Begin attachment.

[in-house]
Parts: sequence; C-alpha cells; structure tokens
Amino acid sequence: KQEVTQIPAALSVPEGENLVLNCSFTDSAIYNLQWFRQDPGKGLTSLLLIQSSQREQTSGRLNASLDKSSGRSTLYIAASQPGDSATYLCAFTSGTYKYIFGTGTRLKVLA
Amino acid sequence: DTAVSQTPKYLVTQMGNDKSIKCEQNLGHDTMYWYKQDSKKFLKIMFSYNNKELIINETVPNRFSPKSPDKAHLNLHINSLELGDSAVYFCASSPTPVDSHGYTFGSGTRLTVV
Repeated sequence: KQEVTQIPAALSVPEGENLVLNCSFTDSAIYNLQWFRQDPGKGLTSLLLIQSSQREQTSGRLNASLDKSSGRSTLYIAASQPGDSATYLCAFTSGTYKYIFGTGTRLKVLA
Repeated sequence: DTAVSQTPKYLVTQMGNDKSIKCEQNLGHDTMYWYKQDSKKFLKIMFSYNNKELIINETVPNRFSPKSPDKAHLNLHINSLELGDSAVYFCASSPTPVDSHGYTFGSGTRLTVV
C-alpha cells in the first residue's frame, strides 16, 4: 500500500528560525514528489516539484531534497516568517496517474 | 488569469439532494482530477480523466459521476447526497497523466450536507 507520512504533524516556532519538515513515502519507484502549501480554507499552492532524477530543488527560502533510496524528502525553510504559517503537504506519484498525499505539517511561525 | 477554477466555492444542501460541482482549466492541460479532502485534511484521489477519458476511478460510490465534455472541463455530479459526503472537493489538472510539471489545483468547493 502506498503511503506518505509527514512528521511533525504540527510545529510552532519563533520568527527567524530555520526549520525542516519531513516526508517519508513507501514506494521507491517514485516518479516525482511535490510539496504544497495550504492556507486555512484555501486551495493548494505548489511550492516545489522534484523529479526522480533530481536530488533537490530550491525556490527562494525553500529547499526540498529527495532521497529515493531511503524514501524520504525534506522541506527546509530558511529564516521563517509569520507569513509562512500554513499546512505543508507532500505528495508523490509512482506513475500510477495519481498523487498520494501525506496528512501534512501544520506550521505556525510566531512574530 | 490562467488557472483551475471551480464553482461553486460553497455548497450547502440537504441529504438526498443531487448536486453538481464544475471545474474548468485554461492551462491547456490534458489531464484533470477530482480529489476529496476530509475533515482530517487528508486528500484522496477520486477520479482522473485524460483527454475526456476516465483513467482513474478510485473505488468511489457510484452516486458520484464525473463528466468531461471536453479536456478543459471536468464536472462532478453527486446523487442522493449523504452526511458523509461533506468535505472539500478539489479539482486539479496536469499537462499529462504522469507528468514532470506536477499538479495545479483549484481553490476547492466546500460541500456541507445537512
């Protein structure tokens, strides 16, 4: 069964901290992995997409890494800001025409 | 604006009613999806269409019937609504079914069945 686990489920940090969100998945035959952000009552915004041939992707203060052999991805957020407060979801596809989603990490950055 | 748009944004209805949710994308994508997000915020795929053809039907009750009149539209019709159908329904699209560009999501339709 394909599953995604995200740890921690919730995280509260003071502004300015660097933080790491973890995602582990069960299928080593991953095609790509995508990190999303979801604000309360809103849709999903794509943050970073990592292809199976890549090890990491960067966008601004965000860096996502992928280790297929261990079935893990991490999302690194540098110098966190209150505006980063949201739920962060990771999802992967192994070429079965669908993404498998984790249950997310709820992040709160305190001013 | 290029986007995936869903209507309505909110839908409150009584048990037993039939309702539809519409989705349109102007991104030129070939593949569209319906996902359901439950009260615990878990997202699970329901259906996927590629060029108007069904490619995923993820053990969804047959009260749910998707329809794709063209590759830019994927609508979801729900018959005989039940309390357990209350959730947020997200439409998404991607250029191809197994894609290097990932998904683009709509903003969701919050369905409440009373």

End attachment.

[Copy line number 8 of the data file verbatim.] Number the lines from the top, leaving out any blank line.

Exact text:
């Protein structure tokens, strides 16, 4: 069964901290992995997409890494800001025409 | 604006009613999806269409019937609504079914069945 686990489920940090969100998945035959952000009552915004041939992707203060052999991805957020407060979801596809989603990490950055 | 748009944004209805949710994308994508997000915020795929053809039907009750009149539209019709159908329904699209560009999501339709 394909599953995604995200740890921690919730995280509260003071502004300015660097933080790491973890995602582990069960299928080593991953095609790509995508990190999303979801604000309360809103849709999903794509943050970073990592292809199976890549090890990491960067966008601004965000860096996502992928280790297929261990079935893990991490999302690194540098110098966190209150505006980063949201739920962060990771999802992967192994070429079965669908993404498998984790249950997310709820992040709160305190001013 | 290029986007995936869903209507309505909110839908409150009584048990037993039939309702539809519409989705349109102007991104030129070939593949569209319906996902359901439950009260615990878990997202699970329901259906996927590629060029108007069904490619995923993820053990969804047959009260749910998707329809794709063209590759830019994927609508979801729900018959005989039940309390357990209350959730947020997200439409998404991607250029191809197994894609290097990932998904683009709509903003969701919050369905409440009373």